An increase in arterial stiffness with advance aging is a risk for cardiovascular disease. Cardiovascular dysfunction is associated with the imbalance of adrenal cortex hormones, especially with the cortisol/dehydroepiandrosterone sulfate (DHEAs) ratio. However, the impact of aerobic fitness on arterial stiffness and cortisol/DHEAs ratio is unclear. The aim of this study was to investigate the relationship between aerobic fitness, arterial stiffness, and cortisol/DHEAs ratio. A total of 198 middle-aged and older adults (aged 50–79 years old) participated in this study. The aerobic fitness evaluated by peak oxygen consumption (V• O2peak), carotid-femoral pulse wave velocity (cfPWV) as an indicator of arterial stiffness, and serum cortisol and DHEAs and their ratio were measured. The subjects were divided into the lower (n = 100) and the higher (n = 98) aerobic fitness groups based on the median value of V• O2peak. There were no significant differences in serum cortisol and DHEAs concentration alone between the lower and higher fitness groups. However, the cortisol/DEHAs ratio and cfPWV in the higher fitness group was smaller than in the lower fitness group (p < 0.05). The cortisol/DHEAs ratio was significantly correlated with cfPWV (r = 0.159, p < 0.05). These findings suggest that the cortisol/DHEAs ratio is associated with aerobic fitness and arterial stiffness in middle-aged and older adults.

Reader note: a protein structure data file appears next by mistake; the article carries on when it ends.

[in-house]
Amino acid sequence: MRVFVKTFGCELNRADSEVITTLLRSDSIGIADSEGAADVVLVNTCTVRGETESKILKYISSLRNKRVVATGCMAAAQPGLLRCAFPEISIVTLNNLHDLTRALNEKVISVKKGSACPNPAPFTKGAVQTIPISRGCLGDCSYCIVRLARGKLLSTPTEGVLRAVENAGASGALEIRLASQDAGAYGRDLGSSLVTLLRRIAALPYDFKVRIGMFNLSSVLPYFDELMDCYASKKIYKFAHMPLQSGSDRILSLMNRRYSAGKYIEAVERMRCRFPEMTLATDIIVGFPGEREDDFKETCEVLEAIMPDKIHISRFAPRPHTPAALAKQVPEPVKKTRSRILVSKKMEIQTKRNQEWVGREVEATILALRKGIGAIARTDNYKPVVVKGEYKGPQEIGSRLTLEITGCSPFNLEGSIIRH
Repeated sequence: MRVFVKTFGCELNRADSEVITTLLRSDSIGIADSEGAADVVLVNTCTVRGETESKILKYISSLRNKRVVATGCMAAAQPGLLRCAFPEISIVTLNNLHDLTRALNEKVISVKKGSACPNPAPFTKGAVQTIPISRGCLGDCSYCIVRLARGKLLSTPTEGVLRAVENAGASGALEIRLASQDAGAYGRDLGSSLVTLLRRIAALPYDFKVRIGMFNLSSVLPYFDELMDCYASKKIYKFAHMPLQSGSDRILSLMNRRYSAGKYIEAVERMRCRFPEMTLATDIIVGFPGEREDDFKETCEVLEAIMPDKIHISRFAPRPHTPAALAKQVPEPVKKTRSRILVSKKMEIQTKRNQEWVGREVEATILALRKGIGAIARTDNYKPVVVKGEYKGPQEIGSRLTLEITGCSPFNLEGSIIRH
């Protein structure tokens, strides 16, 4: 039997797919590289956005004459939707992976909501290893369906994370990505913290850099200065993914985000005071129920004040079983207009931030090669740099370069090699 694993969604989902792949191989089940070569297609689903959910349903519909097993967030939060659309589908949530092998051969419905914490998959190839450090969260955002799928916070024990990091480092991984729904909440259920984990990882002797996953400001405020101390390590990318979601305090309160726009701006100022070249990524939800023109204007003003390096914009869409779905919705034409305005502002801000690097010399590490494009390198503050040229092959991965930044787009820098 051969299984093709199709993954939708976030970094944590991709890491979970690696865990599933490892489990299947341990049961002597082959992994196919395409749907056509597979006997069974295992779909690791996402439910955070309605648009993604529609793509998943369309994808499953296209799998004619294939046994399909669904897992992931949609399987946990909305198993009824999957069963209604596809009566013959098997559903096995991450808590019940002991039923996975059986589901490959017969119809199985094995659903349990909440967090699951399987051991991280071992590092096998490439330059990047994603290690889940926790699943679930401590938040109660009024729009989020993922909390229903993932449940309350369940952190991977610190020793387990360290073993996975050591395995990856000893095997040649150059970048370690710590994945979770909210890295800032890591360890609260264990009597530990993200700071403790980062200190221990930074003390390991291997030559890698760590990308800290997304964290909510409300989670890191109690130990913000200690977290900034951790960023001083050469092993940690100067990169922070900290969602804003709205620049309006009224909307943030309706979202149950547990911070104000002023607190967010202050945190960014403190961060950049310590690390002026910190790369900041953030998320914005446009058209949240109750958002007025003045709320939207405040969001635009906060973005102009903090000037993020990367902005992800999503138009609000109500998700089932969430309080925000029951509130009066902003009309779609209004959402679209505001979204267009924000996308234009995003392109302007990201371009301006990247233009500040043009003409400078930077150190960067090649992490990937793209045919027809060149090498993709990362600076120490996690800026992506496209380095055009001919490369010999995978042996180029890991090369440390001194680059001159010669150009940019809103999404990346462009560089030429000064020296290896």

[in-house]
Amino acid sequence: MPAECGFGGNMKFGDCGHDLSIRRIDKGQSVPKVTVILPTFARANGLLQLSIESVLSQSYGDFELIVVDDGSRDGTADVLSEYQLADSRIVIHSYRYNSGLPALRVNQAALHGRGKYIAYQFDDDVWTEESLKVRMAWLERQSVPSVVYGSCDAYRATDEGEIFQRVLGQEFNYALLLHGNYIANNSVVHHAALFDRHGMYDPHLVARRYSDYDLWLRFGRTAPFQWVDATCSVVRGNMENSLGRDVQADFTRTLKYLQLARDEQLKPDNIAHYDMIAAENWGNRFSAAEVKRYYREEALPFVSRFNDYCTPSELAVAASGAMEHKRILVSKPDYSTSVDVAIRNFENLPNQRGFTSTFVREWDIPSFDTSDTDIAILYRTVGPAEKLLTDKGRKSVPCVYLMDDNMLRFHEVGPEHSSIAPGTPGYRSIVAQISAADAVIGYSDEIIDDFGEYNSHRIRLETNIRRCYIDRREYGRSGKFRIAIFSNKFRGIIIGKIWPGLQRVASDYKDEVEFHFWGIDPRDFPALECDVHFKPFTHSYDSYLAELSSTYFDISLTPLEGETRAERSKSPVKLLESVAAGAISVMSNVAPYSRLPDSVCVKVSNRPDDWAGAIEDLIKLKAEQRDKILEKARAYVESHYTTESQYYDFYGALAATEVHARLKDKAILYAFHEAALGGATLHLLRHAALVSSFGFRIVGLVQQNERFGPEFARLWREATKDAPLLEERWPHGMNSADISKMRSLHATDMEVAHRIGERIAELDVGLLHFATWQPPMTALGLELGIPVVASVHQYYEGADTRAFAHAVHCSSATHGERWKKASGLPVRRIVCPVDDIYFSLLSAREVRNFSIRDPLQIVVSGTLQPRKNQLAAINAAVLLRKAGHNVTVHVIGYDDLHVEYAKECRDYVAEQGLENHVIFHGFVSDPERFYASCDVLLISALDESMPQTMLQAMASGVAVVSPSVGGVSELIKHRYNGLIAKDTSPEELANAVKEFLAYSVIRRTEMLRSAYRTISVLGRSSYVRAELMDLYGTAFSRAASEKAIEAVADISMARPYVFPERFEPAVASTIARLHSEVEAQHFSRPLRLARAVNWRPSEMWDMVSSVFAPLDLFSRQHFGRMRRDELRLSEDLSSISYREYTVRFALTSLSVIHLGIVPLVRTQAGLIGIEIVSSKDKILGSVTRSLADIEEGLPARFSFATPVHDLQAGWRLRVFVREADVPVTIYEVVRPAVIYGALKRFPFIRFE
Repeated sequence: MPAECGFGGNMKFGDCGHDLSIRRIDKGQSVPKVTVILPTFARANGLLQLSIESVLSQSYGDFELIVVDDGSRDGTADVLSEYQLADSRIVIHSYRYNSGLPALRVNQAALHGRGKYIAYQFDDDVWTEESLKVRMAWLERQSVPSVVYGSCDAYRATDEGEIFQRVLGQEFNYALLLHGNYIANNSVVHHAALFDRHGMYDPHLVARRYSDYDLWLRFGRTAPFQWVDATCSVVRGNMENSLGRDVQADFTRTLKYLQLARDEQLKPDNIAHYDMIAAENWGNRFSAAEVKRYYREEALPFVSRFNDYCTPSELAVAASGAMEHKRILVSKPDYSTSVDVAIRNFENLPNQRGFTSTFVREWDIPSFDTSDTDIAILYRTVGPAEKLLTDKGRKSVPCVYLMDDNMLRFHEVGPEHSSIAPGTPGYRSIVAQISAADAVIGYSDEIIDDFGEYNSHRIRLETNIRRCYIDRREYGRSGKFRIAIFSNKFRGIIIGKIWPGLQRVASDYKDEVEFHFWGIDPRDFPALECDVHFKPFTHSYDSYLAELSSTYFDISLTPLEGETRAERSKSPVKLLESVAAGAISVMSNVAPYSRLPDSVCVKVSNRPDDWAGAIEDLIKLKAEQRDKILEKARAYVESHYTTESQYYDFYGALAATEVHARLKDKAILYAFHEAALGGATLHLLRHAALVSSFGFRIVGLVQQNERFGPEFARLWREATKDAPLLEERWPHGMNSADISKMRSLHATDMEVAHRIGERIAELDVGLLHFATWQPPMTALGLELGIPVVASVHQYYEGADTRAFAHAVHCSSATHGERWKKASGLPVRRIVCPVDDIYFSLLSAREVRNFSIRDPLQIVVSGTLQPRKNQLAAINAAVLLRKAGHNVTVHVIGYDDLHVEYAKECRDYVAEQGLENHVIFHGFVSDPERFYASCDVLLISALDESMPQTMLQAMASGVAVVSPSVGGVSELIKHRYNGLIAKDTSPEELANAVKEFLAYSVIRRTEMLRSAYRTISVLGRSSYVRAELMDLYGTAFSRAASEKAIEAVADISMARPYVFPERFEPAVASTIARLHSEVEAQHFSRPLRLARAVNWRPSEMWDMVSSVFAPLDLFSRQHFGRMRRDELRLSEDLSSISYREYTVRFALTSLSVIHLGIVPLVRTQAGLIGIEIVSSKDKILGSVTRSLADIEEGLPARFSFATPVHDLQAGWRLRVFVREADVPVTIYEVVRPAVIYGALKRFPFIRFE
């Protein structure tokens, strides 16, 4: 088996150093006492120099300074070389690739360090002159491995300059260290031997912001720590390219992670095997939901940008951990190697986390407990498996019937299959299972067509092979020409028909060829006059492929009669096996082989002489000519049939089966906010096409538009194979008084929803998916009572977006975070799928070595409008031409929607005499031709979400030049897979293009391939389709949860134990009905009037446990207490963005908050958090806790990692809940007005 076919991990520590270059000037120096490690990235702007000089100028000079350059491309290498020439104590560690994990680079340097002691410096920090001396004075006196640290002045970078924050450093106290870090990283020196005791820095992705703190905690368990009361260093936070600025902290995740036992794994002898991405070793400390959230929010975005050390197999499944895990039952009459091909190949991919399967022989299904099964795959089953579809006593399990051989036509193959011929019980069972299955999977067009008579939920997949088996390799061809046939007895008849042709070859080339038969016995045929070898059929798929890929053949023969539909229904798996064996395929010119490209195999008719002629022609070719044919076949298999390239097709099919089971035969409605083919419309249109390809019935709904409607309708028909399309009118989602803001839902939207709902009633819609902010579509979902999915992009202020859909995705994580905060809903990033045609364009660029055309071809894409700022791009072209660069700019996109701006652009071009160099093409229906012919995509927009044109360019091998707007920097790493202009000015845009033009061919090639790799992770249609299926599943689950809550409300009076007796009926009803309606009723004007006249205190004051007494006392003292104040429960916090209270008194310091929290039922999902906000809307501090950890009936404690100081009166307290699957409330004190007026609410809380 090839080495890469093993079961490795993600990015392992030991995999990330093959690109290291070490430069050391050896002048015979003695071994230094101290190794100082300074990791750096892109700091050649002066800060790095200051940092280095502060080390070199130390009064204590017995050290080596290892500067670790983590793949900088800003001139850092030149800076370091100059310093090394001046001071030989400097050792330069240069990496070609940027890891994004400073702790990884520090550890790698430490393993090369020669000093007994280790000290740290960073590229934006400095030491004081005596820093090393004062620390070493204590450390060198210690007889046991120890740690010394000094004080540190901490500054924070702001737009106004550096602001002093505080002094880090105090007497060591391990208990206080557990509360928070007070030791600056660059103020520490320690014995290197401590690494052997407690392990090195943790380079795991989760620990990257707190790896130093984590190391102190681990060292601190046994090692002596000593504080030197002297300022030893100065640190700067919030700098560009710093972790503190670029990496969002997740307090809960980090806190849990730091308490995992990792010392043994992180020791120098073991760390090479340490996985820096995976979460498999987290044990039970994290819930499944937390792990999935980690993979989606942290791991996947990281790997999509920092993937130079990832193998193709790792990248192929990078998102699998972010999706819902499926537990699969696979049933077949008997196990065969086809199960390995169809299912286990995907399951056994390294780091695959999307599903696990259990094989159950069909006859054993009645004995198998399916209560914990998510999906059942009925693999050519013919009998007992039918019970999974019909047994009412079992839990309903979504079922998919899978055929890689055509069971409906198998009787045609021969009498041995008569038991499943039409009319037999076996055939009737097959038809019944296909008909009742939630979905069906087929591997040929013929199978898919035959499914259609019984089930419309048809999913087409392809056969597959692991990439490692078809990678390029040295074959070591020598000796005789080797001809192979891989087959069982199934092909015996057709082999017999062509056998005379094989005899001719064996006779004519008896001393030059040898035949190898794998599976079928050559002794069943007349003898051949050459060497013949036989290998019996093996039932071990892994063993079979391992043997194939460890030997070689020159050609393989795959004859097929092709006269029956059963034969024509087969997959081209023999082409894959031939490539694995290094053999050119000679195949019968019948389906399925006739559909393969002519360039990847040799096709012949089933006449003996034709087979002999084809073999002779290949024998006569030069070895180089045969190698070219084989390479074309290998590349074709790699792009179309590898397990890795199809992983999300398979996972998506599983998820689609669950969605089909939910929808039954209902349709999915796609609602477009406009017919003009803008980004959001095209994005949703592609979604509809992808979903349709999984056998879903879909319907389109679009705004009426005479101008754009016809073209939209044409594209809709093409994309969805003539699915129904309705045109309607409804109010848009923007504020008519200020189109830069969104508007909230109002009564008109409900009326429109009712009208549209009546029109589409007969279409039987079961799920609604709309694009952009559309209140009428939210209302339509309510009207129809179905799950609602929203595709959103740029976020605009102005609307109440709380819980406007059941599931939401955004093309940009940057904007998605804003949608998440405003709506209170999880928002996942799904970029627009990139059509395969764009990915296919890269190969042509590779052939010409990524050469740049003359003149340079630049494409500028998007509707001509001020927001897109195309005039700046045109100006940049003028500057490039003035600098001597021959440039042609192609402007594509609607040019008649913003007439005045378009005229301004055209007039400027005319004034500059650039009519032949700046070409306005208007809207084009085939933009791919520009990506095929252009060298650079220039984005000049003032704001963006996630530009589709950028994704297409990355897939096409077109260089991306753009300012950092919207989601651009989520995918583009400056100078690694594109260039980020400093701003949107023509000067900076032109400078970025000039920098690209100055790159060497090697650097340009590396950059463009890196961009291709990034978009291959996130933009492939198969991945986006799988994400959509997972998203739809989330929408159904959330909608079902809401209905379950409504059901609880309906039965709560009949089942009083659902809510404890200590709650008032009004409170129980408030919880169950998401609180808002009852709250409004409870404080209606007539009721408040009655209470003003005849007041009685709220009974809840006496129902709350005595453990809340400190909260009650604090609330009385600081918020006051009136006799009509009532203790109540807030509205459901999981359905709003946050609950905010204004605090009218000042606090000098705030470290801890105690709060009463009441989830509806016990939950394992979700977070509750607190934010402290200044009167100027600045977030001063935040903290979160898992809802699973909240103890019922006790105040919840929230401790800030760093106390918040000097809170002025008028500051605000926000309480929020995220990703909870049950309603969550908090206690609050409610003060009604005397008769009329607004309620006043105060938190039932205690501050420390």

ASJC Scopus subject areas